[ wep-uh n ]
/ ˈwɛp ən /


any instrument or device for use in attack or defense in combat, fighting, or war, as a sword, rifle, or cannon.
anything used against an opponent, adversary, or victim: the deadly weapon of satire.
Zoology. any part or organ serving for attack or defense, as claws, horns, teeth, or stings.

verb (used with object)

to supply or equip with a weapon or weapons: to weapon aircraft with heat-seeking missiles.

Nearby words

  1. wealthy,
  2. wean,
  3. weanedness,
  4. weaner,
  5. weanling,
  6. weapon system,
  7. weaponeer,
  8. weaponize,
  9. weaponry,
  10. weapons carrier

Origin of weapon

before 900; Middle English wepen, Old English wǣpen; cognate with German Waffe, Old Norse vāpn, Gothic wēpna (plural)

Related forms
Dictionary.com Unabridged Based on the Random House Unabridged Dictionary, © Random House, Inc. 2019

Examples from the Web for weapon

British Dictionary definitions for weapon


/ (ˈwɛpən) /


an object or instrument used in fighting
anything that serves to outwit or get the better of an opponenthis power of speech was his best weapon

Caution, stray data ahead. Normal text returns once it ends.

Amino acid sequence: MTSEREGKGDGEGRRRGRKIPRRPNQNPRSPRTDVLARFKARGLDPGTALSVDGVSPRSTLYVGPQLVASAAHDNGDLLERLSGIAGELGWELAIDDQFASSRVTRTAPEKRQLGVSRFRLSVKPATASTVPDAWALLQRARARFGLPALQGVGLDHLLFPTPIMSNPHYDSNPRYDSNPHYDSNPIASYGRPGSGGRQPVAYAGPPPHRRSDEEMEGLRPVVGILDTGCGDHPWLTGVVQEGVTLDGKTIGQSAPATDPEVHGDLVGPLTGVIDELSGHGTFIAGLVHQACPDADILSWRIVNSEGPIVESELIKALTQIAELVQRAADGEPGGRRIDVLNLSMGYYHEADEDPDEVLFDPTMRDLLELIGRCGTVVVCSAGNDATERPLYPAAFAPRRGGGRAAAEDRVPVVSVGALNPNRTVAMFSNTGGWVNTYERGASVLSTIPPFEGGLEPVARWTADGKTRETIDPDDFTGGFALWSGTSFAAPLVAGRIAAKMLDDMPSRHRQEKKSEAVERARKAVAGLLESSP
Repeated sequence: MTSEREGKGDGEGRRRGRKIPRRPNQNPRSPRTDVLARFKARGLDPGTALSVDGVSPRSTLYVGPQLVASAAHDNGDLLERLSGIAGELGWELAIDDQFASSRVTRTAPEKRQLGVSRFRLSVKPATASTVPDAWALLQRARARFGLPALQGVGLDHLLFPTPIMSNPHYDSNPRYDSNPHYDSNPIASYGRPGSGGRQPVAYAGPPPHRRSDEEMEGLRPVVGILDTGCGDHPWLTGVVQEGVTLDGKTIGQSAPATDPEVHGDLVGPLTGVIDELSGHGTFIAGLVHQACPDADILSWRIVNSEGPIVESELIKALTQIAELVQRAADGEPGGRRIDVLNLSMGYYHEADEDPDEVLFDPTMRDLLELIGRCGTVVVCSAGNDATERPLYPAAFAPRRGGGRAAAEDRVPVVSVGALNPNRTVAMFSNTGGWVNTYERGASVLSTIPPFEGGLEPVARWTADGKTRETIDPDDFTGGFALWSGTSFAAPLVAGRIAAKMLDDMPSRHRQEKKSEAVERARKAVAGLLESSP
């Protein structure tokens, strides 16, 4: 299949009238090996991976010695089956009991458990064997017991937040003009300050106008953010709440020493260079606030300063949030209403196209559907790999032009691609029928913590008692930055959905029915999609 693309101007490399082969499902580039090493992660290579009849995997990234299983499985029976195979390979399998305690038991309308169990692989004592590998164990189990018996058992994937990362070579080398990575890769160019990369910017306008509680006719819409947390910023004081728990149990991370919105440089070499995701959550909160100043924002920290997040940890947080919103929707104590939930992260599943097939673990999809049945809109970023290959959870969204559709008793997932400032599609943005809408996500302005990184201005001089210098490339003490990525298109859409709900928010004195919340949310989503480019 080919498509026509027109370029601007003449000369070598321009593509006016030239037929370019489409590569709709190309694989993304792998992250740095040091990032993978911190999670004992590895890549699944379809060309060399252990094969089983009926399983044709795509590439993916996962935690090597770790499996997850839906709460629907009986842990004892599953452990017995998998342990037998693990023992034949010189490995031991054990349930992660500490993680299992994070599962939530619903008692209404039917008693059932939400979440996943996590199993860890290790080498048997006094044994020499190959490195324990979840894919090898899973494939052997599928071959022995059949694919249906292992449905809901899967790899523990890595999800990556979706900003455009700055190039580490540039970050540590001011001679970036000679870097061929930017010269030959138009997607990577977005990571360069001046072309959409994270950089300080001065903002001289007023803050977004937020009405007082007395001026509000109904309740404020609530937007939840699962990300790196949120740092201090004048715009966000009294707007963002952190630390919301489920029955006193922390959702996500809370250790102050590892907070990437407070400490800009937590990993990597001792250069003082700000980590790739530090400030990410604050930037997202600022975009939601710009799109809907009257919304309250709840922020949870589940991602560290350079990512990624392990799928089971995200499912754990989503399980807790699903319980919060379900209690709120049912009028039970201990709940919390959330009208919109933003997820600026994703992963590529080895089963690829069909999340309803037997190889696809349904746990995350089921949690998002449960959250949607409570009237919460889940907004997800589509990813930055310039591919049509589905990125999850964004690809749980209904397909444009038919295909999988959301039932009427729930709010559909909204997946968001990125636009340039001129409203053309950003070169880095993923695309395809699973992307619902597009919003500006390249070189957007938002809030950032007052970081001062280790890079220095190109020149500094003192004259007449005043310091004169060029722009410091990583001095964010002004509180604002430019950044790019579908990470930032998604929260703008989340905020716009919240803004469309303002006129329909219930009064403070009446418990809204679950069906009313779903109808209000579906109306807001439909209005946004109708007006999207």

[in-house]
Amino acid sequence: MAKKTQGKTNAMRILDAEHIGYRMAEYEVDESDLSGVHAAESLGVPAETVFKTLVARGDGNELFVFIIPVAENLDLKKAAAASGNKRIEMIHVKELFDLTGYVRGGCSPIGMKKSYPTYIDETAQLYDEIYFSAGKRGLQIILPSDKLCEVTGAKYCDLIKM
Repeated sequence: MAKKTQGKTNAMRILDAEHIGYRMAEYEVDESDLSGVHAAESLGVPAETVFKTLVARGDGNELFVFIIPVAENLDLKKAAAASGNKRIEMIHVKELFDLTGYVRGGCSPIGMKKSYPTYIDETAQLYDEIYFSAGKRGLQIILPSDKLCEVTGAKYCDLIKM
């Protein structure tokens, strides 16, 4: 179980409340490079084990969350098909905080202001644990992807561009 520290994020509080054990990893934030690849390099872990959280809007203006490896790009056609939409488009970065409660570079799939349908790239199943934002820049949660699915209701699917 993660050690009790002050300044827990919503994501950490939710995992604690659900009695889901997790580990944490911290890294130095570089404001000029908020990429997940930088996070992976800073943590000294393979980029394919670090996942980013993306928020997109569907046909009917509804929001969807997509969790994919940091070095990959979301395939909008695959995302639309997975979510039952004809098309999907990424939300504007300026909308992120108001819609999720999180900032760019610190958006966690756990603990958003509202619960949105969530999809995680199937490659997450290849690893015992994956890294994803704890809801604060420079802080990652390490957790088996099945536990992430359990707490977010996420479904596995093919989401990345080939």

any part of an animal that is used to defend itself, to attack prey, etc, such as claws, teeth, horns, or a sting
a slang word for penis
Derived Formsweaponed, adjectiveweaponless, adjective

Word Origin for weapon

Old English wǣpen; related to Old Norse vápn, Old Frisian wēpen, Old High German wāffan

Collins English Dictionary - Complete & Unabridged 2012 Digital Edition © William Collins Sons & Co. Ltd. 1979, 1986 © HarperCollins Publishers 1998, 2000, 2003, 2005, 2006, 2007, 2009, 2012

Word Origin and History for weapon



Old English wæpen "instrument of fighting and defense," from Proto-Germanic *wæpnan (cf. Old Saxon wapan, Old Norse vapn, Danish vaaben, Old Frisian wepin, Middle Dutch wapen, Old High German waffen, German wafen (neuter), waffe (fem.)), from *webno-m, of unknown origin with no cognates outside Germanic.

Online Etymology Dictionary, © 2010 Douglas Harper